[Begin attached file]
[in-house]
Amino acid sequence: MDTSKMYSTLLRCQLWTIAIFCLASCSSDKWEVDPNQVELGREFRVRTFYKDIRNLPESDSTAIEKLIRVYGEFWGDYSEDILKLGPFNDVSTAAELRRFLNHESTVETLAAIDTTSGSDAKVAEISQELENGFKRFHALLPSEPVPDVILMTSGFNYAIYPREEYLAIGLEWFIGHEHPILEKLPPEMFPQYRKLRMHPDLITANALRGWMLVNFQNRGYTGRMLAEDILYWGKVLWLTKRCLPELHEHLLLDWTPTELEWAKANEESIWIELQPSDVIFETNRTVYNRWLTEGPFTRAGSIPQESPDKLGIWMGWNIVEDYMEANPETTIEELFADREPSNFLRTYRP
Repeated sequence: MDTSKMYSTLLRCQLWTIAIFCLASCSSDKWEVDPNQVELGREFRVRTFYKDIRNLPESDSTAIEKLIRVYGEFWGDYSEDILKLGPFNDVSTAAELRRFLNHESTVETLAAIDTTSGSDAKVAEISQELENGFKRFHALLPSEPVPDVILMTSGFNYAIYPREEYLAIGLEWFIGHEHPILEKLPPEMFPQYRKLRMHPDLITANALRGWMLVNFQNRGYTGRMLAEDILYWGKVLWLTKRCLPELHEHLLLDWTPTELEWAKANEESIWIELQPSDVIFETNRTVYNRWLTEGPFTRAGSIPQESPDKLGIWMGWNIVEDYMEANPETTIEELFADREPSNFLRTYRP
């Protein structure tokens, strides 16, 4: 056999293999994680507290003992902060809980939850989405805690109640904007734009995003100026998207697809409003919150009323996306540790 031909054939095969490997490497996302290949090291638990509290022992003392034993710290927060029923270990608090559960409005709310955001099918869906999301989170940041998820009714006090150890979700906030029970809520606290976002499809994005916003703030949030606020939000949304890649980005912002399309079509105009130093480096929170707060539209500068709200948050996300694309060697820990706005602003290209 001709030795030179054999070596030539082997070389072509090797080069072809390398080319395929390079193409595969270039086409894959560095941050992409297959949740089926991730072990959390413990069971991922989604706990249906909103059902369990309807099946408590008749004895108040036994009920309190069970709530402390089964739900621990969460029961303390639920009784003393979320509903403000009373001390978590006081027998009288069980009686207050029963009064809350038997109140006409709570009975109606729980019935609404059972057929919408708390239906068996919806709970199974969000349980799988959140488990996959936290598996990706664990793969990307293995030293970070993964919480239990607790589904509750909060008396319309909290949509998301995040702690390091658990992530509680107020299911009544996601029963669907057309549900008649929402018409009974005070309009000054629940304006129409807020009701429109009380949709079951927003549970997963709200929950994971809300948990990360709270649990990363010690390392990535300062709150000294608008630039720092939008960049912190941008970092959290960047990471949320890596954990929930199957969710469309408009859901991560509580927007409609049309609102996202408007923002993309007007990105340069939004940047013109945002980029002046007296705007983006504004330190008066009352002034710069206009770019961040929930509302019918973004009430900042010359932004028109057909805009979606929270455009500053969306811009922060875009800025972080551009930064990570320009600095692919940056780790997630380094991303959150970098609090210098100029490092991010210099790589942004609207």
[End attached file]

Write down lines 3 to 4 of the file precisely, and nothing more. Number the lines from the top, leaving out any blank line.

Repeated sequence: MDTSKMYSTLLRCQLWTIAIFCLASCSSDKWEVDPNQVELGREFRVRTFYKDIRNLPESDSTAIEKLIRVYGEFWGDYSEDILKLGPFNDVSTAAELRRFLNHESTVETLAAIDTTSGSDAKVAEISQELENGFKRFHALLPSEPVPDVILMTSGFNYAIYPREEYLAIGLEWFIGHEHPILEKLPPEMFPQYRKLRMHPDLITANALRGWMLVNFQNRGYTGRMLAEDILYWGKVLWLTKRCLPELHEHLLLDWTPTELEWAKANEESIWIELQPSDVIFETNRTVYNRWLTEGPFTRAGSIPQESPDKLGIWMGWNIVEDYMEANPETTIEELFADREPSNFLRTYRP
């Protein structure tokens, strides 16, 4: 056999293999994680507290003992902060809980939850989405805690109640904007734009995003100026998207697809409003919150009323996306540790 031909054939095969490997490497996302290949090291638990509290022992003392034993710290927060029923270990608090559960409005709310955001099918869906999301989170940041998820009714006090150890979700906030029970809520606290976002499809994005916003703030949030606020939000949304890649980005912002399309079509105009130093480096929170707060539209500068709200948050996300694309060697820990706005602003290209 001709030795030179054999070596030539082997070389072509090797080069072809390398080319395929390079193409595969270039086409894959560095941050992409297959949740089926991730072990959390413990069971991922989604706990249906909103059902369990309807099946408590008749004895108040036994009920309190069970709530402390089964739900621990969460029961303390639920009784003393979320509903403000009373001390978590006081027998009288069980009686207050029963009064809350038997109140006409709570009975109606729980019935609404059972057929919408708390239906068996919806709970199974969000349980799988959140488990996959936290598996990706664990793969990307293995030293970070993964919480239990607790589904509750909060008396319309909290949509998301995040702690390091658990992530509680107020299911009544996601029963669907057309549900008649929402018409009974005070309009000054629940304006129409807020009701429109009380949709079951927003549970997963709200929950994971809300948990990360709270649990990363010690390392990535300062709150000294608008630039720092939008960049912190941008970092959290960047990471949320890596954990929930199957969710469309408009859901991560509580927007409609049309609102996202408007923002993309007007990105340069939004940047013109945002980029002046007296705007983006504004330190008066009352002034710069206009770019961040929930509302019918973004009430900042010359932004028109057909805009979606929270455009500053969306811009922060875009800025972080551009930064990570320009600095692919940056780790997630380094991303959150970098609090210098100029490092991010210099790589942004609207």